Three Ways to Get More From Your Volunteers

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Just about every non-profit theatre company depends on volunteers for everything from building sets to passing out programs.  We couldn’t do so much with so little if it weren’t for these generous people. They believe in what we’re doing and they help just so they can be a part of the fun. It’s possible though, that your organization is missing out on the value that these volunteers provide.  By using some basic Human Resources (HR) tools and techniques you can increase the value you get from your volunteers.

 1. Time Keeping

No, you don’t need a time-clock! But, here’s the value you’re missing if you aren’t keeping records of the hours that your volunteers are spending in the theatre. The Independent Sector, a group that researches the non-profit sector, set the value of a volunteer’s time at $22.14/hr in 2012. This means that 10 volunteers who come in to put up a set on Saturday at 9:00 am and work until 4:00 pm have given the theatre a benefit equal to $1550! By keeping records of who volunteers, and how many hours they work you’ll have quantifiable data to use in your grant applications or follow-up reports.

2. Training

Ushers who “reserve seats” for friends in a general admission house before the audience is allowed in, Concessions Sellers who help themselves to cookies and sodas, Ticket Sellers who can’t work the credit card process, and Stagehands who leave before the show is over – I’ve seen all of these in small theatres.  And all of these problems have the same root cause – nobody took the time to train the volunteer in the job responsibilities and performance expectations that the group requires.

 All too often, the training of theatre volunteers is a hit-or-miss event. Chances are that the newbie is paired with a seasoned volunteer and “shown the ropes.”  This works, obviously, but it can also perpetuate some bad habits. The quickest way to a more professional and profitable organization is to set expectations, and that’s easily done through training.  The process for volunteers training is essentially the same as any other HR training. First, you’ll need a basic Job Description for each position. Once that’s done, put together a training presentation for each position and insist on the attendance of those who want to volunteer in that capacity. No training, no volunteering! Don’t worry, they’ll play along. Meanwhile, your insistence on the new program will send a signal that the group is going a new direction and the old ways won’t wash anymore.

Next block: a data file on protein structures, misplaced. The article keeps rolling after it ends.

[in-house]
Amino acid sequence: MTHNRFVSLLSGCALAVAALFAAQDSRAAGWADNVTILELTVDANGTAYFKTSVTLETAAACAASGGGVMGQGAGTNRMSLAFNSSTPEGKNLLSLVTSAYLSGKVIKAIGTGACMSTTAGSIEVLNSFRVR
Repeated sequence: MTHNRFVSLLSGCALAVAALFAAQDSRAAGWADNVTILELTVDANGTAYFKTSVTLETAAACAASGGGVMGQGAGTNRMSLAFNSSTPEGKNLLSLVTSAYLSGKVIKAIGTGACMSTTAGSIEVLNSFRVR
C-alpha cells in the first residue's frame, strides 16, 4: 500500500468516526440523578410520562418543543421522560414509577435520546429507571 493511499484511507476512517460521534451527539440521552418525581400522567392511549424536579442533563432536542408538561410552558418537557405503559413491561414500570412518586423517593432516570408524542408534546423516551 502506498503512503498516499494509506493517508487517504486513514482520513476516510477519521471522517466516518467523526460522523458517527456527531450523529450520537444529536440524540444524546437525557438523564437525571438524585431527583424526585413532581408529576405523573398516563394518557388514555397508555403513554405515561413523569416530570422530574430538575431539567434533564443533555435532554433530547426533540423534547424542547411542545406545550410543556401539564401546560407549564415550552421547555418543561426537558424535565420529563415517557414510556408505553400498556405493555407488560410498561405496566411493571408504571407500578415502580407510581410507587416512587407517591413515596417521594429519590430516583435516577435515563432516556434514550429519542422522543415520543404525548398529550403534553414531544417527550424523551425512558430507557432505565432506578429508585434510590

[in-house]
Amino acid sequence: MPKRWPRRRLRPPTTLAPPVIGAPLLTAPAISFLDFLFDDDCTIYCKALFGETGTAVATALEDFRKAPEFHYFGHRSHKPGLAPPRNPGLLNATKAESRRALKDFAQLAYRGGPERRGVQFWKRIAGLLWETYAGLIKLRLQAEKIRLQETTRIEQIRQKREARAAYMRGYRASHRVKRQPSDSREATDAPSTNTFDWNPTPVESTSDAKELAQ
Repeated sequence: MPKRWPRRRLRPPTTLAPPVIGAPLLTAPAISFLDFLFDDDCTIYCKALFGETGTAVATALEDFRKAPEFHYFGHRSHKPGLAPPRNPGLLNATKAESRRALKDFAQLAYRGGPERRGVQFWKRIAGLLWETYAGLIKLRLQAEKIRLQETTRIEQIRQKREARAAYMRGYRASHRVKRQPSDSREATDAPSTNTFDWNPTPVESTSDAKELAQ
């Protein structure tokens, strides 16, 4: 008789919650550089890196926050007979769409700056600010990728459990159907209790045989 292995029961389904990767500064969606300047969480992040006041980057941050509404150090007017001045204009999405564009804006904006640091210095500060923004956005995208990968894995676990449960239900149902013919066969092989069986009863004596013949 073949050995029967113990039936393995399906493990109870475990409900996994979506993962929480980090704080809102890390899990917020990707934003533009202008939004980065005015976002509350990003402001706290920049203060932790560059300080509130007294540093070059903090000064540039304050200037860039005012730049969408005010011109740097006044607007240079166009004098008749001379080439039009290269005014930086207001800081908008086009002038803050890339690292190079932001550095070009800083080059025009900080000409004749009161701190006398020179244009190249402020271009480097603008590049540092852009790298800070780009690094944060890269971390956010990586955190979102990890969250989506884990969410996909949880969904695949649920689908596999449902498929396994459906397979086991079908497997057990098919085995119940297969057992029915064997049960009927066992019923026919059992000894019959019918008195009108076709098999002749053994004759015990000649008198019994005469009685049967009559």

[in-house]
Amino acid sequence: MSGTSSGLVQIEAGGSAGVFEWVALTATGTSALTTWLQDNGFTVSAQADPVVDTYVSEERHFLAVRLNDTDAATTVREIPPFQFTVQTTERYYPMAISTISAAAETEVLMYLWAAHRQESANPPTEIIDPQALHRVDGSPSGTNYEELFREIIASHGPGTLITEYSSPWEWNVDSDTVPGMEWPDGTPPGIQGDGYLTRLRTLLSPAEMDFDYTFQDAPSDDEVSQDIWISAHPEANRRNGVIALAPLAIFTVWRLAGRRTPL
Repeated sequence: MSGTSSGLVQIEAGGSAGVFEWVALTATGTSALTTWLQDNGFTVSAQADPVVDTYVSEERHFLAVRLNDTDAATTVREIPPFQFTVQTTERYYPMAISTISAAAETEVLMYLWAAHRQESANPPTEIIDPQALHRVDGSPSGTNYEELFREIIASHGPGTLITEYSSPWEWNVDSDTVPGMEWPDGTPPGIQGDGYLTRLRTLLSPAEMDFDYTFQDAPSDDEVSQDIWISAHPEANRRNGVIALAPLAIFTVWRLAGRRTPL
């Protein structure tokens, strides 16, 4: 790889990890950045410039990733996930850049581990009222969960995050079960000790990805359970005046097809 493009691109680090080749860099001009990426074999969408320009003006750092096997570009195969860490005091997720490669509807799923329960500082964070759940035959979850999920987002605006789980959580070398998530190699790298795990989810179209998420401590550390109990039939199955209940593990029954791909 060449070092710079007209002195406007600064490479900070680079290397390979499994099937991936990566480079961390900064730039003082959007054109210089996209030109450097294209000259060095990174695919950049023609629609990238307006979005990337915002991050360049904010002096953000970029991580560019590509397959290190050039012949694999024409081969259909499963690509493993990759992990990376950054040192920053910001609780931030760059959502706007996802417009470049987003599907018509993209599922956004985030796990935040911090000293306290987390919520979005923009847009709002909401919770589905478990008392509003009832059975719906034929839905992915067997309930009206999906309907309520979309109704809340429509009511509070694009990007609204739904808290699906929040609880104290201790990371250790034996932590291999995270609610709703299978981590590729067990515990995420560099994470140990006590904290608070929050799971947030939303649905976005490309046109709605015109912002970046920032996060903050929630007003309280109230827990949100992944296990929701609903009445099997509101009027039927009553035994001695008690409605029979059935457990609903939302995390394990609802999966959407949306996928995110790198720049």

I know this seems like a LOT to do, but there’s a good chance you already have an HR professional among your volunteers who would be happy to help you. Which brings us to the next thing…

3. Keep a Skills Inventory

You’re probably wondering what this is. Easy. It’s a record, as simple as a list in a notebook or as sophisticated as a searchable database (I prefer the database) of your volunteers and the skills and experience they possess. How does this give your group value?

 Scenario: It’s time to renew your liability insurance and you’re not sure your current policy is adequate. You bought from an online company (very common nowadays) so who do you turn to?

 Chances are that one of your volunteers is in the insurance industry, or used to be! Knowing this about them gives you a starting point for solving your problem and making the volunteer feel needed,  and that’s always a good thing!  I remember one show I directed that had among the cast 2 CPA’s, 2 HR Managers, several Computer Programmers, a Web Designer, a professional Poker Player, a Medical Transcriptionist, a Drama Teacher and a Bookkeeper. That’s a lot of expertise on one stage!

Use the expertise of your volunteers. We volunteer in order to be part of something we believe in, and we feel needed when our contributions are appreciated. Your volunteers are your biggest asset in community and regional theatre. Use them to their fullest ability and you’ll be amazed at the value they can add to your group.

How do your volunteers add value to your organization? Leave a comment and let me know!

Next time: Why All the Drama? (The Stages of Cast Development)

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Katie Strickland

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